§ From Benjamin Henry Latrobe
11 December 1809, Washington. Gives details on construction and repairs of the Capitol wings, President’s House, and adjacent roads. Progress on the south wing of the Capitol has been steady, with two capitals finished in the House of Representatives chamber and eight more in advanced stages of completion. A severe hailstorm in June broke “almost all the glass on the south front,” and replacements “occasioned a very considerable expense.” In the north wing progress has been made in rebuilding the Senate chamber, but the work went slowly owing to “the scarcity of workmen and the difficulty of procuring materials.” The appropriation for the President’s House has been used to enclose the grounds and gardens, build a carriage house, and prepare the interior “for the accomodation of a family.” In estimating requirements for further construction, says there is a critical need for committee rooms in the south wing of the Capitol. Funds for the northwest part of that wing are urgently required, for the cellars are leaking and the appropriation for this section has been postponed until the safety of the entire structure is a concern. Funds are also needed to meet the “terms on which the Italian sculptors, employed on the Capitol are engaged.”1 Postponement of an appropriation for the library and judiciary portions of the north wing forced the work to go on with money moved from a general fund, since those ground-floor offices support the Senate chamber. The east and central portions of the north wing are completed, but the library rooms are in “a state of decay throughout, [so] as to render it dangerous to postpone the work proposed.” The President’s House was unfinished when the seat of government was moved to Washington in 1800, the surrounding grounds were “covered with rubbish, with the ruins of old brick kilns, and the remains of brick yards and stonecutters sheds.” Limited progress was made during Jefferson’s tenure, and the interior “is still incomplete.” Some timbers of poor quality were used in the construction, and they have rotted. The public road south of the President’s House is “in a very bad state, and must certainly be repaired the next season.” Total estimated cost of work on the Capitol, President’s House, and highways is $103,500. Adds an explanation of how the habit of Congress in appropriating funds at “the late period of the session” impairs efficiency. Workmen are usually engaged on 1 Jan. and those hired later in the season “are few, expensive, and generally inferior hands.” Quarry orders are not given out until the “legislative will is known,” so that the needed stone is not available until “midsummer, or the beginning of August, and that at a great expense.” Common laborers must be engaged during the winter or they are unavailable until July, since they will fish for shad and herring from March until May. “As soon as the fishing season is over the harvest commences, and until the end of the harvest no great exertion which depends upon these numerous classes of our people, can be made.” He states the facts so that Congress can know the particulars, “in hope … they may have the weight which they merit.”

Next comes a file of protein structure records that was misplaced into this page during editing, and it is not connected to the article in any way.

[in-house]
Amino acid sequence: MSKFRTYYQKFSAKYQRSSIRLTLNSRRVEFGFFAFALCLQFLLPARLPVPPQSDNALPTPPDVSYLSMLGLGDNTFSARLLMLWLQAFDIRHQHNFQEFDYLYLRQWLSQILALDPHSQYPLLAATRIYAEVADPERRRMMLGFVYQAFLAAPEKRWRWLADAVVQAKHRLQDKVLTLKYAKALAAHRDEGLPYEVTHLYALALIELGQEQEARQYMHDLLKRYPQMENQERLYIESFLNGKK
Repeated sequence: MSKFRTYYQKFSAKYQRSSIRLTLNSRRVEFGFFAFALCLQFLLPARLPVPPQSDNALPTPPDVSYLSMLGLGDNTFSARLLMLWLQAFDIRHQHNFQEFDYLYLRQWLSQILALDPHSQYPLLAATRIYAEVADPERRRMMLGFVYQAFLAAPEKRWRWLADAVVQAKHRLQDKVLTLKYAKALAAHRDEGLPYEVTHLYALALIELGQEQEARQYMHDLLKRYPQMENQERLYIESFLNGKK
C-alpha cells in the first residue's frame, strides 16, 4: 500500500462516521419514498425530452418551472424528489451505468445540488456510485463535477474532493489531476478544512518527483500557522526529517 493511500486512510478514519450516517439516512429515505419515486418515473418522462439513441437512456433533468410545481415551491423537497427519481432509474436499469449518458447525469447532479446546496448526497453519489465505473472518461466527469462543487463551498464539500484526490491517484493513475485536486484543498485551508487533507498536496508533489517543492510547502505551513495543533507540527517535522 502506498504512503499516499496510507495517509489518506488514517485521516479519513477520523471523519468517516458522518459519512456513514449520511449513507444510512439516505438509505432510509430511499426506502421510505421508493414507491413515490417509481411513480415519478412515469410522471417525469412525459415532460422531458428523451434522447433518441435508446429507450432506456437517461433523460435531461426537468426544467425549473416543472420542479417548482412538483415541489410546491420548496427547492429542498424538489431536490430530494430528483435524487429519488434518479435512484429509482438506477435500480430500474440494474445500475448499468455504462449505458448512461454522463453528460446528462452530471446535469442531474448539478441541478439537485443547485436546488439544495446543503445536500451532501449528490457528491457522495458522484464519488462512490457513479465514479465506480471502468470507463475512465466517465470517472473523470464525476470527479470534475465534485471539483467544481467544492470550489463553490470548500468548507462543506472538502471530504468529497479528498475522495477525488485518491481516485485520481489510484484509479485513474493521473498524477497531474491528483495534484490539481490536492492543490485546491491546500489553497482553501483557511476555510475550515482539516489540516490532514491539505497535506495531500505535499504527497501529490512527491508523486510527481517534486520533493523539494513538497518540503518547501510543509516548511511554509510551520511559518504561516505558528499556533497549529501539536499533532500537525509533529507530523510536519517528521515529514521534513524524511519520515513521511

RC, two copies (DNA: RG 233, President’s Messages; and DNA: RG 46, Legislative Proceedings, 11A-E2). 9 pp. Both copies in a clerk’s hand, signed and corrected by Latrobe. Headed: “The Report of the Surveyor of the public buildings of the U. States.” Enclosed in JM to Congress, 16 Dec. 1809. Printed in ASP description begins American State Papers: Documents, Legislative and Executive, of the Congress of the United States ... (38 vols.; Washington, 1832-61). description ends , Miscellaneous, 2:16–18, and in Van Horne, Papers of Benjamin Henry Latrobe, 2:794–801.
1. Giuseppe Franzoni and Giovanni Andrei came from Carrara, Italy, to carve the stonework in the House chamber. Latrobe broke with tradition and designed “corn tassels instead of acanthus leaves for the motif of the capitals” on “the slender fluted columns” (Green, Washington: A History of the Capital, 1:37; Van Horne, Papers of Benjamin Henry Latrobe, 2:144 n. 2).